Ammon – The representative of the leather and knitted industries sector at the Jordan Chamber of Industry, Eng. Ihab Qadri, confirmed the abundance of locally manufactured school uniforms in sufficient quantities and at stable prices for various students, whether in public or private schools.
Qadri said on Tuesday that the abundance of stocks of school uniforms corresponds to the volume of expected demand, in addition to the large productive capabilities of the local industry and its ability to meet the needs of the local market.
He appreciated the decision of the Minister of Education, Dr. Azmy Mohafaza, to oblige private schools to purchase their uniforms from local factories, referring to the efforts of the Minister of Industry, Trade and Supply and Minister of Labor Youssef Al-Shamali in following up the implementation of decisions related to purchasing the national product.
He pointed out that the official efforts being made are in harmony with enhancing the competitiveness of the industrial and complementary sectors, especially the knitting sector, within the vision of economic modernization, stressing the stability of the prices of school uniforms and accessories in the local market.
He cited the reports of the Department of Statistics, which showed that the textile industry price index, within the index of industrial producers’ prices, decreased during the first half of this year by 3 percent compared to the same period last year.
He pointed out that the sector witnessed an improvement in the demand for school uniforms with the approach of the new school year, with expectations of an increase in the coming days, calling on parents of students to go to buy students’ supplies of school uniforms, to prepare for the start of the new school year, which will start before the end of this month.
Qadri called on the concerned authorities to tighten control over compliance with the decision to exclusively purchase school uniforms from the national industry, and to avoid abuses that were monitored during the past academic years.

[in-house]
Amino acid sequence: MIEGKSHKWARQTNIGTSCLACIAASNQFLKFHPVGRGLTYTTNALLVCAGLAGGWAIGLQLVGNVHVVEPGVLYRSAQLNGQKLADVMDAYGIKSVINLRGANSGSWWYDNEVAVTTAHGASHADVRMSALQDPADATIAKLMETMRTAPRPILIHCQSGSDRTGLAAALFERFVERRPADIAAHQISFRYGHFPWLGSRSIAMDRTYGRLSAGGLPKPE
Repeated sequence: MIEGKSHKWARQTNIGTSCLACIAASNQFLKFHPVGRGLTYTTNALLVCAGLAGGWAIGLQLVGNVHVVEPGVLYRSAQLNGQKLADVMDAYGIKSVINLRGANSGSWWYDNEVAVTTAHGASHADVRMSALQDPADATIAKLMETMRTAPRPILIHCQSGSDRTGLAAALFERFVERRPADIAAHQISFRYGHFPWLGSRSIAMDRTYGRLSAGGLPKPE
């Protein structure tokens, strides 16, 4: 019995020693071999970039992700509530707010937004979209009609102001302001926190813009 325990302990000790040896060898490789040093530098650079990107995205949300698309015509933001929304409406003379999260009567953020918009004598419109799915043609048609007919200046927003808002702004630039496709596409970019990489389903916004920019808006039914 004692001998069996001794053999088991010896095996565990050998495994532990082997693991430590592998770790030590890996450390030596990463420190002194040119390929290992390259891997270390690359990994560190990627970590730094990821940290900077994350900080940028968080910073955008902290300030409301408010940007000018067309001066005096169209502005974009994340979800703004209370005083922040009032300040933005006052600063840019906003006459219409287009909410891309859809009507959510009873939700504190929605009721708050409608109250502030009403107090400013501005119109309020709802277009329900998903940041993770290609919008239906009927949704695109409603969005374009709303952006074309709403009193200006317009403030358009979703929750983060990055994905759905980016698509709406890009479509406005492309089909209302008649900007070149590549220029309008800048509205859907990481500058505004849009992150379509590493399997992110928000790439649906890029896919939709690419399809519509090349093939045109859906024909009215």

He pointed out that the decision taken by the government to oblige private schools to purchase uniforms from the Jordanian industry and not to import them from abroad has positive effects on local manufacturers and repercussions on the national economy.
He explained that buying a local product gives added value to the economy, creates new job opportunities for local workers, and works to develop the local industry and attract new investments, while buying an imported product brings economic returns to the country of origin.
Qadri said, “In confirmation of the positive repercussions of buying from the local market, according to a survey conducted by the Jordan Chamber of Industry to monitor the direct and indirect positive effects of the decision to share school uniforms in the local industry. about 20 percent of its workforce.
Among the positive repercussions, according to the survey, is also the revival of complementary industries for the school uniform industry, while the most important indirect effects of purchasing from the local market were the consolidation of the concept of national industry among students in the lower grades, and repercussions on enhancing the purchase of Jordanian products.
He pointed out the importance of supporting the school uniform industry, because of the benefits that accrue to various economic and social aspects, explaining that the demand for purchasing school supplies will contribute to moving the production wheel and raising the operational capabilities in the sector.
He pointed out that the manufacture of school uniforms is one of the most prominent industries that provide added value in its products, as a result of its complete manufacture inside Jordanian factories, starting with weaving and then spinning and embroidery, which is reflected in the contribution of every dinar paid to purchase a national product, as it contributes to supporting the national economy by about 70%. and 80 percent of its value.
According to Qadri, the number of establishments operating in the production and manufacture of school uniforms is estimated at more than 100 factories classified as small and medium enterprises spread throughout the Kingdom, employing about 5,000 Jordanian workers.